Comedienne extraordinaire Rita Rudner will be on stage at the North Shore Center for the Performing Arts, 8 p.m. April 21. A regular act at The Venetian in Las Vegas, Rudner is also a screenwriter, best-selling author, actress and playwright. For tickets and other information call (847) 673-6300 or visit North Shore Center. The North Shore Center for the Performing Arts is at 9501 Skokie Blvd., Skokie.
Philip Glass has fictionalized Walt Disney’s final days as an opera. Composed of dreams and nightmares revolving around the fate of his kingdom and legacy, it includes recognizable people. The Chicago Opera Theater is performing the Chicago premiere of ‘The Perfect American’ at the Harris Theater for Music and Dance Saturday at 7:30 p.m. and Sunday at 3 p.m. The Harris is in Millennium Park at 205 E. Randolph Drive, Chicago. For tickets and other information call (312) 334 -7777 or visit Harris.
The Lyric Opera of Chicago is bringing the famed violinist to the city for one performance. It is 3 p.m. Sunday at the Civic Opera House. Accompanied by pianist Rohan De Silva, Perlman’s program includes Vivaldi’s Sonata in A Major for Violin and Continuo, Beethoven’s Sonata for Violin and Piano in F Major, Schumann’s Fantasiestuck, and Ravel’s Sonata for Violin and Piano No. 2 in G Major. The Civic Opera House is at 20 N. Wacker Drive, Chicago. For tickets and other information call (312) 827-5600 or visit Lyric.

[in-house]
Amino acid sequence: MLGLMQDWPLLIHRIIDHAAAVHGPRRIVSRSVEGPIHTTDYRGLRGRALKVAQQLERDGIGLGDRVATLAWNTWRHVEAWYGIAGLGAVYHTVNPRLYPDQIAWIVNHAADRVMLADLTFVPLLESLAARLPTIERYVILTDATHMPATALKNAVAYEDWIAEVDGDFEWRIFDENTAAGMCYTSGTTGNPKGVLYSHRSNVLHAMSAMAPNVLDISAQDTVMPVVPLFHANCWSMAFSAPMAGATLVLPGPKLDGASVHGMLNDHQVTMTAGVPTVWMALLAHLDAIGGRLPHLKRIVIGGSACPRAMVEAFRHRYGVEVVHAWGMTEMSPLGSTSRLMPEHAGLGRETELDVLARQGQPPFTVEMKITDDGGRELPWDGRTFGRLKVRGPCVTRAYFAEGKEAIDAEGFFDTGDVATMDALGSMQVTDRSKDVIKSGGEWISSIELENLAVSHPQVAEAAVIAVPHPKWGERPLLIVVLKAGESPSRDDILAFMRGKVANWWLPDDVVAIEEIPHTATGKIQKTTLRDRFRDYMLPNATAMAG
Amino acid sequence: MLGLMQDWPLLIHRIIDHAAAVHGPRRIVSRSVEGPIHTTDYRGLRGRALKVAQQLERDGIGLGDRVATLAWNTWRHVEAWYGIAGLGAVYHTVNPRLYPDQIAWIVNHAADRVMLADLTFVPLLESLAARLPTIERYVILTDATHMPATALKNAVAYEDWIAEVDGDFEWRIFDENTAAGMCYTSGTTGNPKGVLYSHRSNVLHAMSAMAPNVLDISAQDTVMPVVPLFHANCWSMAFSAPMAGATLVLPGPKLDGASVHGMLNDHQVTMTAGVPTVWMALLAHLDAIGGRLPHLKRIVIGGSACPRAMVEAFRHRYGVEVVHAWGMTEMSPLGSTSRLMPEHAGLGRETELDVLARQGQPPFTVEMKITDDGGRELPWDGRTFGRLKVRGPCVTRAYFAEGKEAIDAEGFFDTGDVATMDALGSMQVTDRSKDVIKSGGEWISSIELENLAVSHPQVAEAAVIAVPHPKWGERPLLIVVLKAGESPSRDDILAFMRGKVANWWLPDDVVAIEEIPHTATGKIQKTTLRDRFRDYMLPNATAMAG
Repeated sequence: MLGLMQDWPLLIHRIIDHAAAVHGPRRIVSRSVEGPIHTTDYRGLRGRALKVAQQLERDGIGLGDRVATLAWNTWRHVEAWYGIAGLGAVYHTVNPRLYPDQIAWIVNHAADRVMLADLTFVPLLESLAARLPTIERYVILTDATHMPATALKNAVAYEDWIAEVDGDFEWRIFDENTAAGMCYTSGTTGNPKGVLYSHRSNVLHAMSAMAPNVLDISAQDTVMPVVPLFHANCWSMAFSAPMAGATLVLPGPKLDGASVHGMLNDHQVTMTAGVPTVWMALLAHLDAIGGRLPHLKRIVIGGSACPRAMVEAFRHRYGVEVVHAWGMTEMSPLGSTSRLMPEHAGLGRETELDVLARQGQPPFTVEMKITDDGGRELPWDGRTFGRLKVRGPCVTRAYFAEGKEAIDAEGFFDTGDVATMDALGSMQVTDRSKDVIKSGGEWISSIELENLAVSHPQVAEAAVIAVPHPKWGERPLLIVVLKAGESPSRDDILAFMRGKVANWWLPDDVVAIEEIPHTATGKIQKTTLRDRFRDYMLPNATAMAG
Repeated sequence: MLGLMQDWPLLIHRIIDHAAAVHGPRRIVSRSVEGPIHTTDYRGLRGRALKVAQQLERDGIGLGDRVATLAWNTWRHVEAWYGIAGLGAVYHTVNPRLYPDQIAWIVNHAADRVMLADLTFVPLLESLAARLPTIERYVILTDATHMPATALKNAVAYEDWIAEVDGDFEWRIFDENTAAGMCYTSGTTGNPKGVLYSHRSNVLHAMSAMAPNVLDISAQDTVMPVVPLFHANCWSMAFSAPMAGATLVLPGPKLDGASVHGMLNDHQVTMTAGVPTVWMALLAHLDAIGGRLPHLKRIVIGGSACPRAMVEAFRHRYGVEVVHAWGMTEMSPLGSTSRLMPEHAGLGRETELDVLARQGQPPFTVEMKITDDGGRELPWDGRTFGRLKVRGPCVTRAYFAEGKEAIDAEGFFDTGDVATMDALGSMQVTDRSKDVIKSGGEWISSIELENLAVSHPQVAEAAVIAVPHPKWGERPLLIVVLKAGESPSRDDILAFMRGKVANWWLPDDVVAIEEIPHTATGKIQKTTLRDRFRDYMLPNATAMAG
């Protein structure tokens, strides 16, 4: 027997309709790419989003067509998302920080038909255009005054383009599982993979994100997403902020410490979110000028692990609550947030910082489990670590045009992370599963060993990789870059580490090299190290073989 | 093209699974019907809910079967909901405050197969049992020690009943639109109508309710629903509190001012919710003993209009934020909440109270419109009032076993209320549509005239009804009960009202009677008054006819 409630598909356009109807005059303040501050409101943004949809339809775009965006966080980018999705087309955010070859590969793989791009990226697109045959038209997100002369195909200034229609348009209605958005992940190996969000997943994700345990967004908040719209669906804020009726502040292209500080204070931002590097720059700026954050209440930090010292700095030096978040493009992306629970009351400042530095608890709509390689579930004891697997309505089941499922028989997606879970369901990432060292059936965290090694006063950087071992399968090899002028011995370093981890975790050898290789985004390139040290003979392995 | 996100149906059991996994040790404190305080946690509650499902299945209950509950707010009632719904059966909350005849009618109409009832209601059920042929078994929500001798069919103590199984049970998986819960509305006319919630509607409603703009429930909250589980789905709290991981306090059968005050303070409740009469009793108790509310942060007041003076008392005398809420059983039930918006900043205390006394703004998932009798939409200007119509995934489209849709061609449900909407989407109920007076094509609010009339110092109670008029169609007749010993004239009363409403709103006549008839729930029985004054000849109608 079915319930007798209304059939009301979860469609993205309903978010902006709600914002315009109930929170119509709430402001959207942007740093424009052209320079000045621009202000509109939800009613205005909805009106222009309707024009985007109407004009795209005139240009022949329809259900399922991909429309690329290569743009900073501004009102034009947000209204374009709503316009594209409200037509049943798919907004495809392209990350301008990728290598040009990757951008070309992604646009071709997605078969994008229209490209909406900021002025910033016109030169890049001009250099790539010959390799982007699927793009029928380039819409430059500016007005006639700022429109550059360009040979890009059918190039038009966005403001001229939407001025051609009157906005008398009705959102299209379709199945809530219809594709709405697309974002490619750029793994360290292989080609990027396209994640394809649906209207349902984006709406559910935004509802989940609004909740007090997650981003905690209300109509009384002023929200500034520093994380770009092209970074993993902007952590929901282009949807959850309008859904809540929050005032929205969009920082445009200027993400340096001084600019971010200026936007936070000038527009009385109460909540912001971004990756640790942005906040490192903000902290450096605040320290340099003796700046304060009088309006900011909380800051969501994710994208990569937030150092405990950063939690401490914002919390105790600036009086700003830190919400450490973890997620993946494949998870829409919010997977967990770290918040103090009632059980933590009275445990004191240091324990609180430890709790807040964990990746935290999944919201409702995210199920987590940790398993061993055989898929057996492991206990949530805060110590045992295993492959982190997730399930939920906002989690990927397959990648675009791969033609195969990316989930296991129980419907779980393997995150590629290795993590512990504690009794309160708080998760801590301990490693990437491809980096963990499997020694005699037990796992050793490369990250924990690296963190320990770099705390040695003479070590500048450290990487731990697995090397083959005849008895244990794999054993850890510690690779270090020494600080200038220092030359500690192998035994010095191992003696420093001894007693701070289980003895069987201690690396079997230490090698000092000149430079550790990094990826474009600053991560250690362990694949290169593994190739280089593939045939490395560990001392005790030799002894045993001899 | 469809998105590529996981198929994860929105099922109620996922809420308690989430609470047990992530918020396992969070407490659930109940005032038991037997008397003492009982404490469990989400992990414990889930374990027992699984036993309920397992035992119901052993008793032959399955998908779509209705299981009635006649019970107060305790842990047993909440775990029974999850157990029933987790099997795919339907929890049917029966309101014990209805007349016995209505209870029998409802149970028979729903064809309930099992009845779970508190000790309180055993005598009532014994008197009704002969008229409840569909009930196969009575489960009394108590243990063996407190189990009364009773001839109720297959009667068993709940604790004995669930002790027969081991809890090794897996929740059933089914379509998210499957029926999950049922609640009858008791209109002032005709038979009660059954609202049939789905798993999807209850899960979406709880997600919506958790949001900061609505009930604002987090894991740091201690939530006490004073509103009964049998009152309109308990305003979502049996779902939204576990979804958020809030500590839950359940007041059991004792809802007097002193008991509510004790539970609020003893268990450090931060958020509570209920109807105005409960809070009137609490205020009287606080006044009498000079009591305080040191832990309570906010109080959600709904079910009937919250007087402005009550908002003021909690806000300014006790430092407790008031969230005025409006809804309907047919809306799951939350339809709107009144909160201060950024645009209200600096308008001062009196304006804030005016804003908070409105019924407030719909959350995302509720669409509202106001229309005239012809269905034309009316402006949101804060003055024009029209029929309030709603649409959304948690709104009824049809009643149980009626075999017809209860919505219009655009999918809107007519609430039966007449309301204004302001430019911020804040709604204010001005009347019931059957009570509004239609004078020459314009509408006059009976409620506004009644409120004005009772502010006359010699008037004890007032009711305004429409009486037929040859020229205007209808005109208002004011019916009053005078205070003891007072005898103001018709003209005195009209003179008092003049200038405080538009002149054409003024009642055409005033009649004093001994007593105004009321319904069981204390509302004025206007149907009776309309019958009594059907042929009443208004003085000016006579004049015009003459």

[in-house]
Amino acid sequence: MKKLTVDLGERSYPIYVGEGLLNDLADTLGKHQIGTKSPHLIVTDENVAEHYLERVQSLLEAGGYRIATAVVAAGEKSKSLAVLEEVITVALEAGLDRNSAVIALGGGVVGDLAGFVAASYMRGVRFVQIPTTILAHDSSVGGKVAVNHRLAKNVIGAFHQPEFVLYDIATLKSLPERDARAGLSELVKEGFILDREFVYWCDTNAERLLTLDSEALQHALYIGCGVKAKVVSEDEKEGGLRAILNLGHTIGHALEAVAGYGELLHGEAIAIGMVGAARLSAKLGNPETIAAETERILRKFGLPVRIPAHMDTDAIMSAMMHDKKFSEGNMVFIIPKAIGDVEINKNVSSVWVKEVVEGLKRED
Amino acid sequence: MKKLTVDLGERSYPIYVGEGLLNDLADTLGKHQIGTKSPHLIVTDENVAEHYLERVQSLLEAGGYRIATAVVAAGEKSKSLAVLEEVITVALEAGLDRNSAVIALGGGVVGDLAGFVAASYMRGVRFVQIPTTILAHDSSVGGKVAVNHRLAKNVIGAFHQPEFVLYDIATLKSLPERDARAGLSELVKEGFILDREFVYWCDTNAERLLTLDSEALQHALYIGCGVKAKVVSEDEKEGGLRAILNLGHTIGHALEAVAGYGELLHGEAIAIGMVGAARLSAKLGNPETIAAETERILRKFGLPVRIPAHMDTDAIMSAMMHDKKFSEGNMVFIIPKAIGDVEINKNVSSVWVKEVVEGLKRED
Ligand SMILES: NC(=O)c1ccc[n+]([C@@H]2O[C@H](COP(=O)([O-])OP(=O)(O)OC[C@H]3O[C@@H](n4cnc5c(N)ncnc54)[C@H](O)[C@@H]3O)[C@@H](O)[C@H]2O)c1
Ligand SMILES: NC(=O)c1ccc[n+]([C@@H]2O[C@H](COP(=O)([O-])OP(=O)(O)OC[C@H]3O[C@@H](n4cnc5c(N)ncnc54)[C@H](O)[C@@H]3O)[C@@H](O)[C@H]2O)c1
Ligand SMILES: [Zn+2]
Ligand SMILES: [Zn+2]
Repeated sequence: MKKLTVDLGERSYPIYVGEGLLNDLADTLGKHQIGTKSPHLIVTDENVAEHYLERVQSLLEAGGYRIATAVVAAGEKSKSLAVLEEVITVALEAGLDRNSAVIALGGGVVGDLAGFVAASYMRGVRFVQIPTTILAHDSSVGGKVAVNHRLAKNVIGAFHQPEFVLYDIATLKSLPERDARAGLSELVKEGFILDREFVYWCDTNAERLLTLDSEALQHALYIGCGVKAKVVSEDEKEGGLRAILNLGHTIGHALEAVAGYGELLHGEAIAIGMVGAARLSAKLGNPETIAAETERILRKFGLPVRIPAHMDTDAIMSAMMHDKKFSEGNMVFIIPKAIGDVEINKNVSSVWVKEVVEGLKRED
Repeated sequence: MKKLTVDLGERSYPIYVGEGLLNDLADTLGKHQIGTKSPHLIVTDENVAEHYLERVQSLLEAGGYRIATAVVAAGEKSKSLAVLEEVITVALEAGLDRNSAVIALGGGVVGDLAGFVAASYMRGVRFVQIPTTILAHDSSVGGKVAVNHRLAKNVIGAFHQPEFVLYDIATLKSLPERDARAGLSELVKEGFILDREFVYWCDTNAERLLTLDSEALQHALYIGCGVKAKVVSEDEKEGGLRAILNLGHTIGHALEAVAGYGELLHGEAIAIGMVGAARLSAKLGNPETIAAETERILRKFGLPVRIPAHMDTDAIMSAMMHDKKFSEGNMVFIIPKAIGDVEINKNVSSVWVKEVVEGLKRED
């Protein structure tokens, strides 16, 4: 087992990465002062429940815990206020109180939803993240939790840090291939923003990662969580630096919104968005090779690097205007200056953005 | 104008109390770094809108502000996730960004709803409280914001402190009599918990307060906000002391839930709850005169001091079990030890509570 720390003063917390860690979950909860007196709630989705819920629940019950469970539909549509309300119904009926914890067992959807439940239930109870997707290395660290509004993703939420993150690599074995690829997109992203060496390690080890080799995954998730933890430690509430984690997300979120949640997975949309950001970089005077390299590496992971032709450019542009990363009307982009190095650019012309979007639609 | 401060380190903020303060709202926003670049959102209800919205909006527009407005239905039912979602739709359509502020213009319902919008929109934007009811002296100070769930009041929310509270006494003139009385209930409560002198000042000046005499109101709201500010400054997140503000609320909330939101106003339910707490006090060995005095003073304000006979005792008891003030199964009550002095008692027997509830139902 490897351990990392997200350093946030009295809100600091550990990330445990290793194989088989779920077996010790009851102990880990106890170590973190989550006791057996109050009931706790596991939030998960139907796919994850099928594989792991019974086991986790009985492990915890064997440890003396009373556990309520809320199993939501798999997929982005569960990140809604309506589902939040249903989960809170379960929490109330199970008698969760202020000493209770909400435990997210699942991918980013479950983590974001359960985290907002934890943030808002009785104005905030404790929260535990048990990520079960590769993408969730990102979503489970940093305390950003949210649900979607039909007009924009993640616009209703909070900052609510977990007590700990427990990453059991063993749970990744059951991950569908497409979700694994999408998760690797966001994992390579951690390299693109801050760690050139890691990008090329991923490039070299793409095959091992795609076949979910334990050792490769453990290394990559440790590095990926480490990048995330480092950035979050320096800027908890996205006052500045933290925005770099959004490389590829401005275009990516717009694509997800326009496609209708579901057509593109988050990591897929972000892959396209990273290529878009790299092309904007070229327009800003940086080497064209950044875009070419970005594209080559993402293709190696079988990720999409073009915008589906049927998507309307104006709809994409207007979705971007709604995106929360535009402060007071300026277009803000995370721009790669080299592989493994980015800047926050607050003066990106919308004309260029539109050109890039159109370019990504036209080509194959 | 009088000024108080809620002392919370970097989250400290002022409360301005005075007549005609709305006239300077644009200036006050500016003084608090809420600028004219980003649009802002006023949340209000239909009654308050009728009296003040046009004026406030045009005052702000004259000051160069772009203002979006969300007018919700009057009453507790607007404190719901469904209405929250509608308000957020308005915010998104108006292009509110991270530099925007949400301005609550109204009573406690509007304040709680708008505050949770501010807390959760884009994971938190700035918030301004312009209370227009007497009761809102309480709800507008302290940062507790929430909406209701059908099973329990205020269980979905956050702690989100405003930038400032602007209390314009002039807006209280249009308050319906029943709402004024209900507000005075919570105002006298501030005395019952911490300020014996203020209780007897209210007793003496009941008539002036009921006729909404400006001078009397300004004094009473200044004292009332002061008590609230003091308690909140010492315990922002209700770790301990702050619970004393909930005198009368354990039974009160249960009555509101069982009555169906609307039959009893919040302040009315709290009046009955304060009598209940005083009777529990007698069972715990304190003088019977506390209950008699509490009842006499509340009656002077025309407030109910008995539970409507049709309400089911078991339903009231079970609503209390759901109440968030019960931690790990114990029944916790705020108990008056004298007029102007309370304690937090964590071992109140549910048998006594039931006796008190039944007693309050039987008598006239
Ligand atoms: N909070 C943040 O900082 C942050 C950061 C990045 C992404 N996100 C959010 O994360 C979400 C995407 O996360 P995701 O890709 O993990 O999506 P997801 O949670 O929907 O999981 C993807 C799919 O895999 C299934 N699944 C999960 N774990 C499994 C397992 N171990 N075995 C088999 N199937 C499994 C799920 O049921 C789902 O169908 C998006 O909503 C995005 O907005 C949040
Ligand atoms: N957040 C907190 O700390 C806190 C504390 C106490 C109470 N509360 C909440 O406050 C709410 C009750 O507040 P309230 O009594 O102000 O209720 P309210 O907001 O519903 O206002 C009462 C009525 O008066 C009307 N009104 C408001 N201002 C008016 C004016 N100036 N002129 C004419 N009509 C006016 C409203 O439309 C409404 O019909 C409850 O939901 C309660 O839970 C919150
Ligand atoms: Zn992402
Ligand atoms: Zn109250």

‘Odysseo,’ a wondrous equestrian production visiting Chicago from Canada, that also includes acrobatics and aerial performances, has been extend through May 7. Drivers who have gone by Soldier Field or the Museum Campus will have seen the huge white tent where ‘Odysseo’ takes place. But what they might not know unless they’ve attended a show is that it has a 17,500 square foot stage that includes a three-story-high hill and other natural elements. The staging makes attendees feel as if they have been transported to the land where these horses cavort instead of the other way around. Entry is through the parking gates on East 18th Drive. For tickets and other information call (866) 999-8111 or visit Cavalia.